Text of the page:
Editor’s note: With early voting starting July 7, Bethesda Beat will be running election wrap-ups of the races for Montgomery County offices and the General Assembly. Today we focus on the county executive race.
With the July 19 primary less than four weeks away, Montgomery County executive candidates have been busy courting voters and attending forums hosted by various political and community groups.
County Executive Marc Elrich, a Democrat, faces three challengers in the primary election: David Blair, a businessman who lost to Elrich by 77 votes in the 2018 primary; Hans Riemer, a term-limited County Council member; and Peter James, CEO of a tech company.
In the Republican primary, Reardon Sullivan, chair of the county’s Republican central committee, is facing Shelly Skolnick, a candidate who ran unsuccessfully for Congress in 2020 and an at-large County Council seat in 2018.
Devin Battley, a political newcomer and former motorcycle shop owner, is attempting to run for county executive as a member of the Green Party. He has filed his intent and is gathering the leadership’s signatures to qualify for the general election ballot.
Here are the candidates:
Elrich, seeking a second term, served on the County Council from 2006 to 2018, and on the Takoma Park City Council from 1987 to 2006. Prior to that, he taught at Rolling Terrace Elementary School in Silver Spring for 17 years.
Much of Elrich’s first term has been marked by the coronavirus pandemic and he has often noted that dealing with the crisis strongly impacted the county budget process in 2020 and 2021. The fiscal 2023 county budget, recently approved by the County Council, is the only one out of the four he proposed during his term in which the negotiating process with the County Council felt somewhat normal, he said.
Elrich and his administration have been praised by health officials across the state and nation for his handling of the pandemic, but some business leaders say his restrictions went too far and hurt small businesses.
Elrich has been critical of Thrive Montgomery 2050, the county’s proposed update to its general master plan. He believes the plan will not accomplish the county’s affordable housing goals, and that it doesn’t do enough to help create housing for the most low-income residents in certain communities.
He’s also focused on climate change issues during his tenure, and his administration has targeted legislation that would increase energy efficiency and create better energy standards for current office and multifamily buildings in the county. Recently proposed legislation, if passed by the council, would ensure that many new buildings in the county use electricity as their sole energy source.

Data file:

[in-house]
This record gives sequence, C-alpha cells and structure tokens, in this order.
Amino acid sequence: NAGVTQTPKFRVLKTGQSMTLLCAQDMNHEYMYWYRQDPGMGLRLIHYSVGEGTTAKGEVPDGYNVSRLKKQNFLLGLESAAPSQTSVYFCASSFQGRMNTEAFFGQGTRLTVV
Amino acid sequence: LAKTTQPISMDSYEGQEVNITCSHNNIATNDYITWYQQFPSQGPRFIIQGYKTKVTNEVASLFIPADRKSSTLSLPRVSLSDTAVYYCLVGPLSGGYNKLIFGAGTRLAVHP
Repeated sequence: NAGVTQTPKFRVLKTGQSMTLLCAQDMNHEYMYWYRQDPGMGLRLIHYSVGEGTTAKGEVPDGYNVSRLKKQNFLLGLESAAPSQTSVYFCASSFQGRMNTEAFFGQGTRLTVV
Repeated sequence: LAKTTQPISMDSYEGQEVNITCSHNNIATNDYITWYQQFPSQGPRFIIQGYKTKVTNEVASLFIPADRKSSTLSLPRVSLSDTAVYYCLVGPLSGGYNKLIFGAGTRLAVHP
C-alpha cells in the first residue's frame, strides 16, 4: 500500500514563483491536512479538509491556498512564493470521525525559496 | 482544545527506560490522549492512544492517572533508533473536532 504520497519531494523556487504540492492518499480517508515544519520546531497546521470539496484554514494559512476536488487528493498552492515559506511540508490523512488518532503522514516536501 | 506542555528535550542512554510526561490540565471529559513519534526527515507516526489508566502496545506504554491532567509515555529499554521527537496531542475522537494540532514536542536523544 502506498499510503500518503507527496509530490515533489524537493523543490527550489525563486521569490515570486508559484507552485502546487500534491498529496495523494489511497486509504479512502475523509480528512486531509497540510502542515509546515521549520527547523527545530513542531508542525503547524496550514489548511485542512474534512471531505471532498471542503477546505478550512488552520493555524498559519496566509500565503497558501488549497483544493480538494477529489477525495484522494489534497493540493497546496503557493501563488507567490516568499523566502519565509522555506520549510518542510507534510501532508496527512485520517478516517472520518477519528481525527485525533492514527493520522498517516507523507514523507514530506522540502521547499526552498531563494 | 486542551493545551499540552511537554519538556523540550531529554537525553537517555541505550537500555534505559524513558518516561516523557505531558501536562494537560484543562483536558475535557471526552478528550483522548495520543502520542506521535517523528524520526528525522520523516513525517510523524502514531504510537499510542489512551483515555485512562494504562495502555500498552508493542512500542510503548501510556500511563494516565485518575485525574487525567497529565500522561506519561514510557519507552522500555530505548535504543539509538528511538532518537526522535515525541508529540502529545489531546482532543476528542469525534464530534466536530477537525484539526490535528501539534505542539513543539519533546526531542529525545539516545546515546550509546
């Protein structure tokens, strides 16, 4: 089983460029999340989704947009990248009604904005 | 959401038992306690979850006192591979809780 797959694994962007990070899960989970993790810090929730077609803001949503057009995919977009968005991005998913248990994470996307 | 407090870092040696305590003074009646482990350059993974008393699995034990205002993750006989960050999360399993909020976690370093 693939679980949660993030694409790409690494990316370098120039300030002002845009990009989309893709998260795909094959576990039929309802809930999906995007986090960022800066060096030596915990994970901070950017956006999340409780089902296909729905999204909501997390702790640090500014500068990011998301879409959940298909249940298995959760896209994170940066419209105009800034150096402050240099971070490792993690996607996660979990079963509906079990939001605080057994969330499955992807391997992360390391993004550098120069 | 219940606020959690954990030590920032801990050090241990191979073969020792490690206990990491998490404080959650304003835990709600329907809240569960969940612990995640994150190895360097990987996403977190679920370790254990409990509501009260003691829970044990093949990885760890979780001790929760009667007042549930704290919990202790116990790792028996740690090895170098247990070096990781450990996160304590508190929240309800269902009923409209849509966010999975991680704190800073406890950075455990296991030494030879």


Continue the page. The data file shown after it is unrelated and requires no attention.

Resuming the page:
His administration also has focused on police reform, including better training for officers, more resources for mental health services, and diversion programs for suspects and offenders. Some have praised his efforts to make changes in the department, while others contend they don’t far enough, citing remaining racial prejudices and incidents where officers have shot young Black men or have displayed other signs of abuse, like handcuffing a 5-year-old at East Silver Spring Elementary School in January 2020.
Blair, who narrowly lost to Elrich in 2018, founded Catalyst Health Solutions, a health care company in Rockville that eventually expanded into a Fortune 500 company. He sold the company in 2012 for $4.4 billion, according to news reports.
Unlike Elrich and Riemer — who have opted to use the county’s public campaign financing system that debuted in 2018 — Blair is raising private donations. He’s also self-funded his campaign in both election cycles, and this year that includes spending nearly $3 million of his own money.
On the campaign trail and in interviews with local press, Blair has consistently pointed to what he considers the county’s poor business climate, noting that Northern Virginia is badly beating Montgomery County when it comes to job growth.
As county executive, he said he would work diligently to improve the county’s permitting processes and remove unnecessary regulations — which he says are resulting in billions of dollars of lost tax revenue for the county as businesses choose to locate elsewhere.
Blair has also been critical of the recent increase in crime — and unlike Elrich or Riemer — said that removing school resource officers from Montgomery County public schools was a mistake. He believes in adding more funding to the police department while making significant reforms, both of which he said must be done in order to keep communities safe.
Riemer, who has served as an at-large County Council member since 2010, previously was national youth vote director of Barack Obama’s campaign and a senior adviser to AARP. He has been critical of Elrich on the campaign trail, including on housing issues.
Unlike the county executive, Riemer supports Thrive Montgomery 2050. He believes it contains the tools and policies needed to build more housing of all types, and that Elrich has been resistant to allowing more development in multiple areas around the county.
Riemer also has accused Elrich of moving too slowly on climate issues, including on allowing solar arrays countywide such as in the county’s agricultural reserve. But the two were in agreement on a recently introduced bill to require many new buildings to convert their energy use to electricity.